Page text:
Author and English teacher Tania Roxborogh has today shared her reflections on being a teacher with her English teaching colleagues on their listserve.
This really resonated with me both as an educator and a mum and thought it might be the same for many of you, so I made contact with Tania and she has kindly given me permission to post it here for you all to read.
It reminds me that part of learning is repeatedly wrestling with information and often feeling like you’re beating your head against a brick wall. Maybe teachers are the ladder over that brick wall. This is reinforced for me as I embark on this year’s Tertiary Prep Programme.
What My Students Need From Me – a Self-Reflection
Confession from a returning soldier teacher:
Yesterday, I got close to losing my temper at a class. For the millionth time, I had to explain again an instruction that was:
a) contained in their handout
b) up on the board
c) in a message home to the parents
I was really frustrated. Couldn’t they just pay attention? Couldn’t they just read/check it for themselves? Couldn’t they be grateful at how awesome I was as their teacher to be providing them with this awesome task using all the correct pedagogical tools that make the work relevant, help with different learning styles and needs…?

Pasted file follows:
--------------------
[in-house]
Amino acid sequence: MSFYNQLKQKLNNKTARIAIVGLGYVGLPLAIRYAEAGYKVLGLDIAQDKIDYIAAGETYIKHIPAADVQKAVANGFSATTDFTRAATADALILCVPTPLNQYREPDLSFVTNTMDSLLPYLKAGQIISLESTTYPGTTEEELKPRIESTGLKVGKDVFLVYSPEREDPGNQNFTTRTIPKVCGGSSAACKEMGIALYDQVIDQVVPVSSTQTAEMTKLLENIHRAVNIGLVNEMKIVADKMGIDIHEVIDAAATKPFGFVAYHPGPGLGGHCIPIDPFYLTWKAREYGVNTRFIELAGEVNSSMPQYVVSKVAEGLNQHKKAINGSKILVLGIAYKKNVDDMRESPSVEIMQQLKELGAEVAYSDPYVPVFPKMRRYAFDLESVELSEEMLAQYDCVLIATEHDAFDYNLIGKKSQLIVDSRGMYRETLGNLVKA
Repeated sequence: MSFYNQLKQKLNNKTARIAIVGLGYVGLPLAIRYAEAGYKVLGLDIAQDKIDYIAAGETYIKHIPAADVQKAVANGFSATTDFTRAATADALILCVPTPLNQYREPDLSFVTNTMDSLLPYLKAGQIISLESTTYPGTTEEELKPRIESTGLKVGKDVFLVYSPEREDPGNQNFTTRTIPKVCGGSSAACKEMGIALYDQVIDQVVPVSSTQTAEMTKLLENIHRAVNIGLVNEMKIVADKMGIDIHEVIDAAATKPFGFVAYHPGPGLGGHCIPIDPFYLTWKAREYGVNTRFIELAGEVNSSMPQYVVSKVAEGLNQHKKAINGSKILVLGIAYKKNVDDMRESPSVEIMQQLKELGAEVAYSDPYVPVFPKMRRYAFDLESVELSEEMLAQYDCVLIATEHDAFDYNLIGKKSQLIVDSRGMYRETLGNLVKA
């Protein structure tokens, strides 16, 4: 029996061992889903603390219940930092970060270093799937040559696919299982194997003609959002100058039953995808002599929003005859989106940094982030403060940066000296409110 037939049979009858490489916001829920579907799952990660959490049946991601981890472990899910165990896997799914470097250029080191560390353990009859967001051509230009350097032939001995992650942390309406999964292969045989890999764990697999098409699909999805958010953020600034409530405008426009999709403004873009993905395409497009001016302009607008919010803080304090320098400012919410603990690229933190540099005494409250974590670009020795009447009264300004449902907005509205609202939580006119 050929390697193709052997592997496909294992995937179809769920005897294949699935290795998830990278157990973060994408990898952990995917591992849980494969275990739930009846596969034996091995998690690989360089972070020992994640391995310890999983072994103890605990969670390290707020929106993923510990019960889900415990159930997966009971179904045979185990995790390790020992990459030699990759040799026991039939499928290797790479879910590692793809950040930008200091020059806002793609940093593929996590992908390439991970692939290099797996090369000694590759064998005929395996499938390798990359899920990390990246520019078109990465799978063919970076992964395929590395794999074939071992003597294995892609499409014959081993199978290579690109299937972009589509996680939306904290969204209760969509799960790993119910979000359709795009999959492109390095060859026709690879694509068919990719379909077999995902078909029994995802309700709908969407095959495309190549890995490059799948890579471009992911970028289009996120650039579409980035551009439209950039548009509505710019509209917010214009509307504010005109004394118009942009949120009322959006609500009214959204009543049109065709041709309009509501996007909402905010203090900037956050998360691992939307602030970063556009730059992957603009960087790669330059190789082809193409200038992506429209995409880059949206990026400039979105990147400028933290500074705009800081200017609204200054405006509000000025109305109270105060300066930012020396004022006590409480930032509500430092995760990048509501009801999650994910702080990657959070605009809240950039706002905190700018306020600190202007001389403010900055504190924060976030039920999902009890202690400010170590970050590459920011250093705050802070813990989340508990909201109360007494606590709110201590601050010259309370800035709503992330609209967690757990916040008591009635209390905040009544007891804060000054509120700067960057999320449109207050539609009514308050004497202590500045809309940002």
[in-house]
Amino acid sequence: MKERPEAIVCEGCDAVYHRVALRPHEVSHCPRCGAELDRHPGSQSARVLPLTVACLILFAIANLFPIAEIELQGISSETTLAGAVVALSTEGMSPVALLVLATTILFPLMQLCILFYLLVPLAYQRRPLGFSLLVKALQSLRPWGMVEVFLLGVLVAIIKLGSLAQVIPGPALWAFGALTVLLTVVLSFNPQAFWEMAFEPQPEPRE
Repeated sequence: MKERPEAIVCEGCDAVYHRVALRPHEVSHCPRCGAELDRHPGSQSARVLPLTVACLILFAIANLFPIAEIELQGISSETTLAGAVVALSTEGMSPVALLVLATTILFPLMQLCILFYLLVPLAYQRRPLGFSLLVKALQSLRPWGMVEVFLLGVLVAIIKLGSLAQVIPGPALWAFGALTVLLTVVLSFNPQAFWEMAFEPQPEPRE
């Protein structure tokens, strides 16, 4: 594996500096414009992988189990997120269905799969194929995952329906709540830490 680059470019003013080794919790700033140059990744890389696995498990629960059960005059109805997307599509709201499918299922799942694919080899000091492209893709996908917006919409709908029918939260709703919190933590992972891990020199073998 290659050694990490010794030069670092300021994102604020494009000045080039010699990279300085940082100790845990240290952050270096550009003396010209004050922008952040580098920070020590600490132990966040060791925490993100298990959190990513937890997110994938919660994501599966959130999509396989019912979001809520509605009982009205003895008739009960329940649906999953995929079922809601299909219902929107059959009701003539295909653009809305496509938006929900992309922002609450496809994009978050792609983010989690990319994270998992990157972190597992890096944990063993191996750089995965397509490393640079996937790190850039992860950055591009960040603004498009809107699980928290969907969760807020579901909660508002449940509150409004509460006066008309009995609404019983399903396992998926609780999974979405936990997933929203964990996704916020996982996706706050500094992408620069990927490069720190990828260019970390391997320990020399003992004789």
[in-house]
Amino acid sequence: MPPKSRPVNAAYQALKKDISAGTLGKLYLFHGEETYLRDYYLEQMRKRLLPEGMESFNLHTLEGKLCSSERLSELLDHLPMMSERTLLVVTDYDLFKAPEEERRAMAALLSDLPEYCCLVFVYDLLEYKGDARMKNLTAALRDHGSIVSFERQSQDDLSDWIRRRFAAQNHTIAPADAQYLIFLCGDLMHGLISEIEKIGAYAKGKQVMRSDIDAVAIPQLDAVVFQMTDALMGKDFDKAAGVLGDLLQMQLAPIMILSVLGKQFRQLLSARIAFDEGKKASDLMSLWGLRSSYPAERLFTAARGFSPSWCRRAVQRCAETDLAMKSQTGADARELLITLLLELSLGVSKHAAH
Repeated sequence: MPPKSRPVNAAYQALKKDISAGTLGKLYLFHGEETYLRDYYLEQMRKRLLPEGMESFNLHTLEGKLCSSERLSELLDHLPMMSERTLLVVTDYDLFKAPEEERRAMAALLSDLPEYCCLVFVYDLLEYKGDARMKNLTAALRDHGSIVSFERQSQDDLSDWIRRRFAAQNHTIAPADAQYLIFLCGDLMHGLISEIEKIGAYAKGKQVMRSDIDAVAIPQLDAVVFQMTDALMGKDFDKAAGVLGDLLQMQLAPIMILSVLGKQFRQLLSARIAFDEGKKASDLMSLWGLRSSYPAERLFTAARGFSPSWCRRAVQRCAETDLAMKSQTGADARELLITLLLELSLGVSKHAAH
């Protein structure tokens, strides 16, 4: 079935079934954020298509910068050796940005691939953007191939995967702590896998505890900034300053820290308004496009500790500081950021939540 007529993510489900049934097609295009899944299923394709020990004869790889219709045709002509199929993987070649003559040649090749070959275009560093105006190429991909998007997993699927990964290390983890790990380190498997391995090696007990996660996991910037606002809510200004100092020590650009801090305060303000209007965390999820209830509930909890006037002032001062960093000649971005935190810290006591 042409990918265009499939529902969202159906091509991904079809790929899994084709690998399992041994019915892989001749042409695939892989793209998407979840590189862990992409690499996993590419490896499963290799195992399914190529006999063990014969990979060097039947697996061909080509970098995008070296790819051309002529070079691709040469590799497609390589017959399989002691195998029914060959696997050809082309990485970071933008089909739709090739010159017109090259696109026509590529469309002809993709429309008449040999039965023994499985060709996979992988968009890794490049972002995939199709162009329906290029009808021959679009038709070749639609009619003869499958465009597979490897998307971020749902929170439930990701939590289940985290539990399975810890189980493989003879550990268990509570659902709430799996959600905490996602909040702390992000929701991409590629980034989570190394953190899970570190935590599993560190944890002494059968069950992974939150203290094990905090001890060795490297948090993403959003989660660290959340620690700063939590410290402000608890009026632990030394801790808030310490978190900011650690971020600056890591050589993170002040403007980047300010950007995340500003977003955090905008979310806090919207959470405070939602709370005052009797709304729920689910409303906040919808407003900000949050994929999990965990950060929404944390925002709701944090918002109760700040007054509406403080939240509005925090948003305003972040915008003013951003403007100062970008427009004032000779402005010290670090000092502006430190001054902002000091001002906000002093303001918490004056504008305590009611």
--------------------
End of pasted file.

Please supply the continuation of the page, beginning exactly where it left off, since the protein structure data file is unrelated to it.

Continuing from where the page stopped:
I talked the day over with my pōtiki, the one who had us up at nights, who slammed doors and screamed at us for being horrible parents. And who is now back living with us, happily having these kind of conversations because (apparently) we’ve learned from her and are the best parents ever.
‘Mum, just be like you were with me.’ For a moment, a Vietnam flashback of those teenage years threatened to send me to bed with a headache but my daughter continued. ‘I knew that you would never ever give way with me. You never gave up. No matter how bad or sad or sick I was. Be like that for them. Be their wall to knock against. You once told me that the world of school is a hard place and I could come home and let it all out cos I was safe. Maybe they are asking and complaining because you make them feel safe.’
Once I got over the surprise at my 20 year old’s wisdom, I sat back and thought: yeah, they are fourteen. Who’d want to be fourteen. Keep being kind. Keep being patient even to the smart-alec kid who likes to take pot shots at me.
What they really need is for me to LET THEM ask (again), tell me they don’t understand, complain that it’s too hard.
As much as it nuts me out, my time in the trenches of student-ville (see what I’m doing here) have taught me that if I couldn’t get it the first time, or the next, and what I needed then was my lecturer to have the patience of Gandhi (am I pushing the metaphor too wide?), and, because I knew my lecturer would always answer my questions (again and again), I sought help more and I learned, even if those around me caught on quicker.
Telling them I already know the stuff and that they need to is unfair and a bit unkind. Telling them I know the stuff and why it’s good to know it is more helpful.